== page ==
The global regulation of metabolism and adaptation to different conditions is a fundamental process of life. It is involved in biological processes as diverse as ageing, the determination of lifespan, and hibernation. In addition, mis-regulation of metabolism is implicated in the development of diseases from obesity to cancer. For this reason, we are investigating the mechanisms of metabolic regulation with a combination of systems biology techniques (most notaby NMR-based metabolomics) and classical biology in a variety of systems ranging from animals to humans.
Our central model system in this respect is the development of resistance in pest insects to the agricultural fumigant phosphine (PH3), which threatens global food security. Recently we have shown that the core metabolic enzyme dilipoamide dehydrogenase (DLDH) is responsible for phosphine resistance in pest insects and C. elegans 1. Phosphine resistance is caused by a mutation in DLDH that also extends lifespan by 30%.
DLDH is a core metabolic enzyme, central to metabolic regulation, and a new class of resistance factor for a redox-active metabolic toxin. As part of multi-enzyme complexes, DLDH participates in four key steps of core metabolism, which are affected differently by phosphine exposure in mutant and wild-type nematodes. Polymorphisms responsible for phosphine resistance cluster around the redox-active catalytic disulfide or the dimerisation interface of DLDH in insects and nematodes providing a mechanistic explanation of phosphine resistance.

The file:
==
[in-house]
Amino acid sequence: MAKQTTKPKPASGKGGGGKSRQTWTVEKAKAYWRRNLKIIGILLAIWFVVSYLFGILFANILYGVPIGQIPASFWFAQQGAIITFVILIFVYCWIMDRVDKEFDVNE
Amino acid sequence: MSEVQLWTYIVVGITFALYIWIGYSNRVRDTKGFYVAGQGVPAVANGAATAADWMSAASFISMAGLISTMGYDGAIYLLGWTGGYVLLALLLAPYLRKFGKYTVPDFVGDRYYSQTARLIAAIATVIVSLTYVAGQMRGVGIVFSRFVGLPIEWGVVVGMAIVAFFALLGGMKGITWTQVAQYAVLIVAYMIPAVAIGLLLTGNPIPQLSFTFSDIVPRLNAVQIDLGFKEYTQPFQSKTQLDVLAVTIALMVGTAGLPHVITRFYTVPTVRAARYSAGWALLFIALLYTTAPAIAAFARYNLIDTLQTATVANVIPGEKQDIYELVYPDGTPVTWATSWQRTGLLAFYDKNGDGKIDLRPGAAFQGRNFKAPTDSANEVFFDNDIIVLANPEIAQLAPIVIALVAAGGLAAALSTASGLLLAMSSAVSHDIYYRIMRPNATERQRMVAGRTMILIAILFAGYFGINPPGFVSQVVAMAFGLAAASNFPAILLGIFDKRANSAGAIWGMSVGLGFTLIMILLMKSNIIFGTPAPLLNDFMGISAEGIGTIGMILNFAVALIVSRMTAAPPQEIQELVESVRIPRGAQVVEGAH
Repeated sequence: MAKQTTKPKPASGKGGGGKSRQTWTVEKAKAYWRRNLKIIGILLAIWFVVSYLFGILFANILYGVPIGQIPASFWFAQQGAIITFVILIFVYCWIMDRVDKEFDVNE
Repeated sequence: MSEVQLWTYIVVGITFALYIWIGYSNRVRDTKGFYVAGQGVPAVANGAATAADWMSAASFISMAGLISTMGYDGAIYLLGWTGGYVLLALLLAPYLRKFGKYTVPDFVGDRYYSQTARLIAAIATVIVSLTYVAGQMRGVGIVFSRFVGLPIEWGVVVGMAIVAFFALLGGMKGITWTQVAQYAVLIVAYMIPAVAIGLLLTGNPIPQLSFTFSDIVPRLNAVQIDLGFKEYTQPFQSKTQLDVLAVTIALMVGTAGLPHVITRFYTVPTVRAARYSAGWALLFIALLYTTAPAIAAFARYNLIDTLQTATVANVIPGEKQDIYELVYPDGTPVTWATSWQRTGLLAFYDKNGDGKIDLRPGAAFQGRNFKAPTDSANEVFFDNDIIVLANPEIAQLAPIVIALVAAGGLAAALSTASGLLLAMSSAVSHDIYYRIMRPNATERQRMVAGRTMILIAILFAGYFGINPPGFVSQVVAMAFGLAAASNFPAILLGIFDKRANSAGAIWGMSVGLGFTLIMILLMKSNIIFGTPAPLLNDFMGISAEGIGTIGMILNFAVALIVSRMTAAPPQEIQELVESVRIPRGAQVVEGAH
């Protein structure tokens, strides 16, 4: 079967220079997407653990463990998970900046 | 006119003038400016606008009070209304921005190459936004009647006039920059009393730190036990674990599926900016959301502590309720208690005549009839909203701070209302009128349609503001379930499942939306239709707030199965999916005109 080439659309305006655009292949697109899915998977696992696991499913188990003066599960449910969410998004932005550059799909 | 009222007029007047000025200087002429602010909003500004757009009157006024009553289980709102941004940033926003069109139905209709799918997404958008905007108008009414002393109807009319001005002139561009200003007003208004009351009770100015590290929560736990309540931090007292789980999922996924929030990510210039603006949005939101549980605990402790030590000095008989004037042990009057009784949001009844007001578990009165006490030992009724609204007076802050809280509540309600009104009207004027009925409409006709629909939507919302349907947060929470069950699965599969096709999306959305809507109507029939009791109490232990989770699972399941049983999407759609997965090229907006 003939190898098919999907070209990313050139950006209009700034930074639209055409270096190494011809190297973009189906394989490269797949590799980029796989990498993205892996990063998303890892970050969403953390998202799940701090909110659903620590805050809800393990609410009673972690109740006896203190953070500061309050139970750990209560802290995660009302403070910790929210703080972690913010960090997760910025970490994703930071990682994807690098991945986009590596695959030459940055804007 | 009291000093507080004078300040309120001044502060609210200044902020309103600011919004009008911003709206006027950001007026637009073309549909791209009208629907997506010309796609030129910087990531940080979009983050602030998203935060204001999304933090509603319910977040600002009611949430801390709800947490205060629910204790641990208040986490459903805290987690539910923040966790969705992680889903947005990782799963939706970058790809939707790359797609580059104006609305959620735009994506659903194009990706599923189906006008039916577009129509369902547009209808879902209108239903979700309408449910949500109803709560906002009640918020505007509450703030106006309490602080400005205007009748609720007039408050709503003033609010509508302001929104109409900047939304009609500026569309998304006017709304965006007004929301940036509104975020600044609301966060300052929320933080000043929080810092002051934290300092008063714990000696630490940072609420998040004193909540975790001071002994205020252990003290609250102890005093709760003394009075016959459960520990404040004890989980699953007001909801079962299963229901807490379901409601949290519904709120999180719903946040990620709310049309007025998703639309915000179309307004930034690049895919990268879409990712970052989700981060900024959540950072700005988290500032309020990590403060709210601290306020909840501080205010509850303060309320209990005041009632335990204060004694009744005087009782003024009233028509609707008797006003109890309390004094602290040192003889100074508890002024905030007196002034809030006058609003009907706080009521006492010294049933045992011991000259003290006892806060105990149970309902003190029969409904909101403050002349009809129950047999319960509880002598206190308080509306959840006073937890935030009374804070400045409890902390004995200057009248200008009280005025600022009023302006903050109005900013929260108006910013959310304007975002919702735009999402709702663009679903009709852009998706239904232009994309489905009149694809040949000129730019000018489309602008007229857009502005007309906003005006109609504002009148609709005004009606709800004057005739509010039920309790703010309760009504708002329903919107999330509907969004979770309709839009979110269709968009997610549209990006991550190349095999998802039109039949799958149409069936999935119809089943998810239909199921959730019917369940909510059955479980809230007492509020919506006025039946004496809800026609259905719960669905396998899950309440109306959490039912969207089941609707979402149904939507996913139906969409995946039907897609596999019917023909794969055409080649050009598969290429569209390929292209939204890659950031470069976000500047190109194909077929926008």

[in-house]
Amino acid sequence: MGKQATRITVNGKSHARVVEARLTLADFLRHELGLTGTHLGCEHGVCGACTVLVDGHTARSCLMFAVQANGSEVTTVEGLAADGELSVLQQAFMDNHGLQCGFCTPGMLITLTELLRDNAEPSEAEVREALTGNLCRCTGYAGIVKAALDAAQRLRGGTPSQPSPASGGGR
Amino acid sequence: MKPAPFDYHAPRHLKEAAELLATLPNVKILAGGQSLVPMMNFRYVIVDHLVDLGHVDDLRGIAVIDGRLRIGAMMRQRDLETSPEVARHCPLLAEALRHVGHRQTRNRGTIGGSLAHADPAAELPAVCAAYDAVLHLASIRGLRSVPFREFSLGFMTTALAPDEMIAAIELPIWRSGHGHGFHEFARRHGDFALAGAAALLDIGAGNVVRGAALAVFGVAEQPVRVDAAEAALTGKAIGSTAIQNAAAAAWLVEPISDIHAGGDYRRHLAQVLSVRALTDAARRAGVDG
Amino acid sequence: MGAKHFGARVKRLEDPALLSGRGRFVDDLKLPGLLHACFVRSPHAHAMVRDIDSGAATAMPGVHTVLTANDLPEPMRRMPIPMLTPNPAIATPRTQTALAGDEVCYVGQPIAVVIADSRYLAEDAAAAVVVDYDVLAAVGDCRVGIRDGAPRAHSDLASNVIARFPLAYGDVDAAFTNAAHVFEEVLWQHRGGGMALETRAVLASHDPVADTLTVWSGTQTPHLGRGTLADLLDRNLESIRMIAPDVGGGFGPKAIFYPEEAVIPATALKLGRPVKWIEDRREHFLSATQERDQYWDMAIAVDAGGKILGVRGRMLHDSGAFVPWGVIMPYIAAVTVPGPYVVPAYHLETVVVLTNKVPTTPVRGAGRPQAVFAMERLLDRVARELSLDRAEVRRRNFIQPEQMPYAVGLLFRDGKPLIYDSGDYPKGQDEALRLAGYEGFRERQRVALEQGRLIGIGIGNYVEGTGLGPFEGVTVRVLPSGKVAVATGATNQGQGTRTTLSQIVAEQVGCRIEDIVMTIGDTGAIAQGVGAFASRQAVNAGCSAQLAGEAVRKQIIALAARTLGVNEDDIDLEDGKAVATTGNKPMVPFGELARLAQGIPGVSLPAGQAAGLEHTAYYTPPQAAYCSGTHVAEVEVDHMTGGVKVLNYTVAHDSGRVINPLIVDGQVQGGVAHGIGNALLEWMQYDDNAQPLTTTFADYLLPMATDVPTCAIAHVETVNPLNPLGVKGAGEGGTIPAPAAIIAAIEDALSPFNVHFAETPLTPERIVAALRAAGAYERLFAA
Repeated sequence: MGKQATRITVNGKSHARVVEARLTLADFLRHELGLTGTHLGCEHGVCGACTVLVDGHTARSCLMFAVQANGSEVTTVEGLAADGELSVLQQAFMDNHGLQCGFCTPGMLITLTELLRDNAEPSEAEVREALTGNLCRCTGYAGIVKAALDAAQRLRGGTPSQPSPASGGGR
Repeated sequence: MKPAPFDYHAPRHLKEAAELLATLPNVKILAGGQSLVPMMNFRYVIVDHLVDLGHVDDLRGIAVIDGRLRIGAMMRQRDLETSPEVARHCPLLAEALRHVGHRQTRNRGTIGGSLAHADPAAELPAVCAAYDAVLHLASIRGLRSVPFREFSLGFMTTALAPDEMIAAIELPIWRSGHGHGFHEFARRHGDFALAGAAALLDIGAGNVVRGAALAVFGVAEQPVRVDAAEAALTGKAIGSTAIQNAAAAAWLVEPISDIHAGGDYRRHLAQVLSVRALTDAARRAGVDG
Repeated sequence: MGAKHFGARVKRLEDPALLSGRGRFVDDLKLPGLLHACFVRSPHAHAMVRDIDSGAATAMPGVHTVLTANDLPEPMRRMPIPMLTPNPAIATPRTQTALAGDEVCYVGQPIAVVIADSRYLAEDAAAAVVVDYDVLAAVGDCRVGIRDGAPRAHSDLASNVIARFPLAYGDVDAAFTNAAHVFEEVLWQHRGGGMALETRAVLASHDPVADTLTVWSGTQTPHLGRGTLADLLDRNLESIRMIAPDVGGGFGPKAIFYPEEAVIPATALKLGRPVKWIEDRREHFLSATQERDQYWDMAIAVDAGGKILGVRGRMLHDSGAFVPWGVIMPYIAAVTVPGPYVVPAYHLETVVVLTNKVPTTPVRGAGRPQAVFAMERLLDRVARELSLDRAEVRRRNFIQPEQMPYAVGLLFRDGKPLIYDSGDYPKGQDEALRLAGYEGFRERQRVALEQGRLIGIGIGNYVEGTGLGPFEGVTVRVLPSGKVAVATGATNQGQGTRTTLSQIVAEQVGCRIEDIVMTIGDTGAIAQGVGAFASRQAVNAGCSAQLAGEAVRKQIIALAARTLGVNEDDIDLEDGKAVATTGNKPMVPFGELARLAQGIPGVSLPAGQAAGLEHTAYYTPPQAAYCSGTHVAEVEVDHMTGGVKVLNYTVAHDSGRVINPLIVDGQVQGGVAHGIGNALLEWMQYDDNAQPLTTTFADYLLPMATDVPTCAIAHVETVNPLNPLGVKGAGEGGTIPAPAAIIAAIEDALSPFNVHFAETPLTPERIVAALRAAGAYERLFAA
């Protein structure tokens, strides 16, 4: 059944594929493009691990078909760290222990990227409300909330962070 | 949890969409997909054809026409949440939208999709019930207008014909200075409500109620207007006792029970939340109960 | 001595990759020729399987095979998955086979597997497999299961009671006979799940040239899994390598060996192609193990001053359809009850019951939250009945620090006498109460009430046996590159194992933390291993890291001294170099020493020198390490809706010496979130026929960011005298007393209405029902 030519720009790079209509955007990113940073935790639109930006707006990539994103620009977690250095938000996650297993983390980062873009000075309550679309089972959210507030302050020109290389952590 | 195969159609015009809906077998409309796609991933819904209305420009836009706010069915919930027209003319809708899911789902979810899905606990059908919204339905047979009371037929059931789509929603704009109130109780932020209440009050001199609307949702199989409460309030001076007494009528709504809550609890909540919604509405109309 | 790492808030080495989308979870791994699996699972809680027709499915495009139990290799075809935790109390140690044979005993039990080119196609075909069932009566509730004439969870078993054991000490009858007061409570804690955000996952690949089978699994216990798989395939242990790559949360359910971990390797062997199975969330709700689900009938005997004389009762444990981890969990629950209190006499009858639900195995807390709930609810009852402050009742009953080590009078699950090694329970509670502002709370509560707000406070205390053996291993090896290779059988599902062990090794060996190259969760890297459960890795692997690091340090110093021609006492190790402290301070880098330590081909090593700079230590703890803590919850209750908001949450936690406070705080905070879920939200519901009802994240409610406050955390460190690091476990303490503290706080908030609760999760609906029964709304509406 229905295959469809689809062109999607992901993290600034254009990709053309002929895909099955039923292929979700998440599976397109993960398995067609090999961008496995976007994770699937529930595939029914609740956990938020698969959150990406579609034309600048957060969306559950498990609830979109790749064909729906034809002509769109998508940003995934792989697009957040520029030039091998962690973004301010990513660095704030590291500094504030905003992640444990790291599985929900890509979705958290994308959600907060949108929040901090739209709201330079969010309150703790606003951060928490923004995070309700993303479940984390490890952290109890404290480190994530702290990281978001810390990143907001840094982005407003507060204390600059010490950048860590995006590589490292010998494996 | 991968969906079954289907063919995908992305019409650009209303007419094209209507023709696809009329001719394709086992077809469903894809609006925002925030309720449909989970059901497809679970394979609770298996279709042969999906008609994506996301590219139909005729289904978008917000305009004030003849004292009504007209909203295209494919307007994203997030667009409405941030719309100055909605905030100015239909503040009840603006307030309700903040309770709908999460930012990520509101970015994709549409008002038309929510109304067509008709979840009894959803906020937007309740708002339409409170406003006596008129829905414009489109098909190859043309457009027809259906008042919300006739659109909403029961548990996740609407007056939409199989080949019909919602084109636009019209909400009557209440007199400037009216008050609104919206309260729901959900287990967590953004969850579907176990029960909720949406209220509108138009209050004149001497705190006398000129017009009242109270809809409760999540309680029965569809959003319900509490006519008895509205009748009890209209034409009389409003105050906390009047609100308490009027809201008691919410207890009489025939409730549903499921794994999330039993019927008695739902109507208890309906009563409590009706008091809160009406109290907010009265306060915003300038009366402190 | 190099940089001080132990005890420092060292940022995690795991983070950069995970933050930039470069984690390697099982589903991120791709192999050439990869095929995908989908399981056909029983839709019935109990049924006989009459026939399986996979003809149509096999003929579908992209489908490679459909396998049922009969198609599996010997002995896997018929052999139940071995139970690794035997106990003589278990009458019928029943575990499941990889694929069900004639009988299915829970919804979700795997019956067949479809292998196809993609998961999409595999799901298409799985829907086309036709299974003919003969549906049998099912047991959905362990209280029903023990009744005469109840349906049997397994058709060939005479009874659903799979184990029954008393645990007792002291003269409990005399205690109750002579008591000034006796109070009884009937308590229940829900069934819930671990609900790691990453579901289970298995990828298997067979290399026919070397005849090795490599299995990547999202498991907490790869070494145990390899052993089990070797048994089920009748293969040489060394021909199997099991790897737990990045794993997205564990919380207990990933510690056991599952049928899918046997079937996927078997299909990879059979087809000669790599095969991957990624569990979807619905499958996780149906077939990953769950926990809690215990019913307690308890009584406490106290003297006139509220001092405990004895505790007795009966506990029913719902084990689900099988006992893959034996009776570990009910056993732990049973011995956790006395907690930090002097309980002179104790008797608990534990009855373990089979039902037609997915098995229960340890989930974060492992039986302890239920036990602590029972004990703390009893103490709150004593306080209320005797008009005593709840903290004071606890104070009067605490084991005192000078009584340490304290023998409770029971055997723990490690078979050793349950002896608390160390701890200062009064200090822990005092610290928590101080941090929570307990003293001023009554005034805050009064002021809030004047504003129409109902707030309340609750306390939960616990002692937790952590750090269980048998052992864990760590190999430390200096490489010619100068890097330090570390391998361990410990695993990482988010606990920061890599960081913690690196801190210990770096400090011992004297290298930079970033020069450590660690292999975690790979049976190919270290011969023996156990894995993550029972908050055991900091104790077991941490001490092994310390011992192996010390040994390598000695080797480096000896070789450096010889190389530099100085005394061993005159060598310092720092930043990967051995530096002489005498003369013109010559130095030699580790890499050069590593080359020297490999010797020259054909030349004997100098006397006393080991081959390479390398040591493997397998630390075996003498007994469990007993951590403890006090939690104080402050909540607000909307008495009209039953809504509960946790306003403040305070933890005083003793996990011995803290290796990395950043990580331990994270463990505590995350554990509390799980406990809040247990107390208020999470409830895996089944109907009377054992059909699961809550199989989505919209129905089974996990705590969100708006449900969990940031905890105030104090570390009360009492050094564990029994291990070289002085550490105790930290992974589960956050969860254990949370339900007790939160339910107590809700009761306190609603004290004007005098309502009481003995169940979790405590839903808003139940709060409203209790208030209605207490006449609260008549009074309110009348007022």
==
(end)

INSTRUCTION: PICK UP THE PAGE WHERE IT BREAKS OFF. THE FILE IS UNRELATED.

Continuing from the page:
This study is an exceptional case in which a combination of systems biology methods has identified a single genetic cause of phenotype change that can subsequently be studied with classical methods. The DLDH containing multi-enzyme complexes are involved in global metabolic regulation, hibernation, and longevity. Further investigation of DLDH via metabolomics, metabolic network modelling, classical biochemistry and structural biology will thus provide insights into these fundamental biological processes.